SPARTANBURG, S.C. - Olindo Mare understands he has big shoes to fill, namely the ones worn by kicker John Kasay since before the Panthers had even played their first NFL game.
Mare has a simple plan: Don't dare try on those shoes for size.
"A guy like that's a legend," Mare said. "I've always liked John as long as I've been playing, and you try to model your game and your life really after somebody like that.
"I'm not going to try to replace him. I'm going to try to be me; that's been working for a while. I don't think you come in here and replace a guy like that or you try to be like him. I don't know if anybody can do it. I'm going to do what I do best and kick how I've been kicking the last 15 years, and that will be good enough."
Mare has been better than good in recent seasons. The 38-year-old connected on 88 percent of his field goals while spending the last three years with Seattle, the third-best percentage during that time among players who served as their team's primary kicker each of those three seasons (Neil Rackers is first at 90.7 percent; Ryan Longwell is second at 90 percent).
Just as importantly, Mare ranks near the top of the league in touchbacks on kickoffs. Only three kickers have more than his 64 touchbacks over the past three seasons, and his touchback-to-kickoff percentage helped the Seahawks rank in the top six in that category each of the past three seasons.
Kasay last handled kickoffs in 2007, meaning the Panthers carried an additional kicker on the roster. Rhys Lloyd filled the role well with 62 touchbacks over the past three seasons, and Kasay ranked seventh in the NFL with an 86.2-percent field goal conversion rate over that period.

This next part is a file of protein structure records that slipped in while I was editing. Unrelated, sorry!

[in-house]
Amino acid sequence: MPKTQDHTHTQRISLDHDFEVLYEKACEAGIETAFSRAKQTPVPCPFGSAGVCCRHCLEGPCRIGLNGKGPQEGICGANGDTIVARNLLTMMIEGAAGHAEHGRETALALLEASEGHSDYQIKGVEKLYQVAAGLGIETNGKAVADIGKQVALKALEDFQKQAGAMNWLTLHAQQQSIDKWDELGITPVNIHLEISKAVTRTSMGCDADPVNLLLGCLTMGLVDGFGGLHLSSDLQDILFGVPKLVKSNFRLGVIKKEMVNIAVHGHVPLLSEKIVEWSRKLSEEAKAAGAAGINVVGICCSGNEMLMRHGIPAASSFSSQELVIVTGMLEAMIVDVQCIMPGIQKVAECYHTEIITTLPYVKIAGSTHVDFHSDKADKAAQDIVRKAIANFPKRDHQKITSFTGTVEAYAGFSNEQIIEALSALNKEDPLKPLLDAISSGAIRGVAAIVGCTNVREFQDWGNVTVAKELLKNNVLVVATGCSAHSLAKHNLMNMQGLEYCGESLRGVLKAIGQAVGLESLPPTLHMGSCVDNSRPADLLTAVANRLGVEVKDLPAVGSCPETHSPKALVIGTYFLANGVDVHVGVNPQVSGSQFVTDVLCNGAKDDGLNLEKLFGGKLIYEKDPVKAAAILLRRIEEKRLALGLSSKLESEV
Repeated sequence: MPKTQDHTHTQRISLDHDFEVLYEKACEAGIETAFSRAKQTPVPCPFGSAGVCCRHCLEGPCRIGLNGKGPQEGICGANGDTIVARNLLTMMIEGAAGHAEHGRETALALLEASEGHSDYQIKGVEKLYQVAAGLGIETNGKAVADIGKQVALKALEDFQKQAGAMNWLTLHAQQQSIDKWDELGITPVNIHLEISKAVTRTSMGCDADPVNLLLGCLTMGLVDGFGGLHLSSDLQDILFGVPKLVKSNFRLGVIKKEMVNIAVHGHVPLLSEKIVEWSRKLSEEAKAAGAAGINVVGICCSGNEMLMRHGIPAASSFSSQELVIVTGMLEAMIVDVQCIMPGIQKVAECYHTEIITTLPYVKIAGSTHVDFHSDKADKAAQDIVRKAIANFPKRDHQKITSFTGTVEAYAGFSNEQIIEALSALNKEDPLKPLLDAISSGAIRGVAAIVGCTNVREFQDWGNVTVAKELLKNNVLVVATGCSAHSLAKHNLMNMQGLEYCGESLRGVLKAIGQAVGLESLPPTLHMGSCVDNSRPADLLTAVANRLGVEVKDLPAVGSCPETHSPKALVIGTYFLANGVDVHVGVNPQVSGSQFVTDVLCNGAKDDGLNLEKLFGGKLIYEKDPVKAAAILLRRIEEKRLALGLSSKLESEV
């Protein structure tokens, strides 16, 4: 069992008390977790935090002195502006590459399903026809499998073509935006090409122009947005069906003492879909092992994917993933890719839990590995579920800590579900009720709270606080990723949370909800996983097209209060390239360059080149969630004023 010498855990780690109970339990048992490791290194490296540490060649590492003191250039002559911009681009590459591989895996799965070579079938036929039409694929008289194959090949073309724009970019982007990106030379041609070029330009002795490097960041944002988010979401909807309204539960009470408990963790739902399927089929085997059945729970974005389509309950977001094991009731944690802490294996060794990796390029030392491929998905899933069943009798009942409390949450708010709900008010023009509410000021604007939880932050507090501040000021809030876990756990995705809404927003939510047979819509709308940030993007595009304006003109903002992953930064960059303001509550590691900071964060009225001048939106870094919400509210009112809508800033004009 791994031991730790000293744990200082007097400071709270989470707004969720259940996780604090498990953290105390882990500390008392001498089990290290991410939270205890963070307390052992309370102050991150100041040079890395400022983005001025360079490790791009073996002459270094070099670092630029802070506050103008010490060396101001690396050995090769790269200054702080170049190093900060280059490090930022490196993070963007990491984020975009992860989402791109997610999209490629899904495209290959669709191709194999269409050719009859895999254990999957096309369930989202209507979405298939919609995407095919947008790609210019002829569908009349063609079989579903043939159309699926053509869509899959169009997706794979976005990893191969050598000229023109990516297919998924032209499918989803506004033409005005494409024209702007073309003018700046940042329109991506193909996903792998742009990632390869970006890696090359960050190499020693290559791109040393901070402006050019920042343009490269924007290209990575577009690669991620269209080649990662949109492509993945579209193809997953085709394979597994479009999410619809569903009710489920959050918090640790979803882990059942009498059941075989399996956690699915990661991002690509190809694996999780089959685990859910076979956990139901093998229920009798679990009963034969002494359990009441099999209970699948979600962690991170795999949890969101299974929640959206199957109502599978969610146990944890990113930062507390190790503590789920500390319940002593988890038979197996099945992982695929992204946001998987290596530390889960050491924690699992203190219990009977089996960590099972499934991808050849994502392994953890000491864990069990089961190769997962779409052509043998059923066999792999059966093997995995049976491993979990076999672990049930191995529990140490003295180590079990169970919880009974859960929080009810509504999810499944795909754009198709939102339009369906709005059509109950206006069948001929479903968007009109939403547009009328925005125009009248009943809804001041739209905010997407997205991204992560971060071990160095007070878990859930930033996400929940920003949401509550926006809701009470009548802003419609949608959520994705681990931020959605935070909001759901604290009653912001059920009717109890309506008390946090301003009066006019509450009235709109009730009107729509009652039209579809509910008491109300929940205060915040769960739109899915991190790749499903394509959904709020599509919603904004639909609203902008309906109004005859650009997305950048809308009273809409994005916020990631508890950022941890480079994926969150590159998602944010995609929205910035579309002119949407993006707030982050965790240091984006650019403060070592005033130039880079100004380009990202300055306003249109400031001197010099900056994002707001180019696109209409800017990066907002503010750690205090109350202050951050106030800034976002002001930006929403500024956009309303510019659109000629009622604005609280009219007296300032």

But in this case, one body is better than two.
"With the kickoff situation, we've always carried three kickers, but you'd always rather carry two kickers," general manager Marty Hurney said, including the punter in the figure. "If you have someone who can kick it out of the end zone and be an efficient field goal kicker, that's the goal."
That's arguably even more important this year, with the NFL moving the kickoff from the 30-yard line up to the 35 in an effort to cut down on the number of injuries that occur on kickoffs.
"I think that's a big help, especially when you've got such a good defense, to make sure that most of the time they're starting on the 20-yard line," said Mare, adding that he hoped to double his touchbacks with the rule change. "It's something I've always done and done well, and I'll continue that here. I'm glad they moved it up."
Mare appears to have a matter-of-fact confidence about him, a professional approach borne of 14 successful NFL seasons. The Syracuse University product spent his first 10 seasons kicking for the Miami Dolphins in his native Florida, then he moved to Mooresville, N.C. – 30 minutes north of Charlotte – as a middle ground between his home and his wife's home when he signed with the New Orleans Saints.
After one season with the Saints, he joined the Seahawks and truly came into his own. He's been in the zone for the last three years, and he has no intention of letting the shadow of Kasay take him out of it.
"In the game there is enough pressure that you can't worry about who you're replacing," Mare said. "If it wasn't me it was going to be somebody else. It's going to happen.
"I'm not going to come here and say that I'm going to be just like John or I'm going to be better than John. I'm just going to do what I do, and that's what they want. That's why they signed me."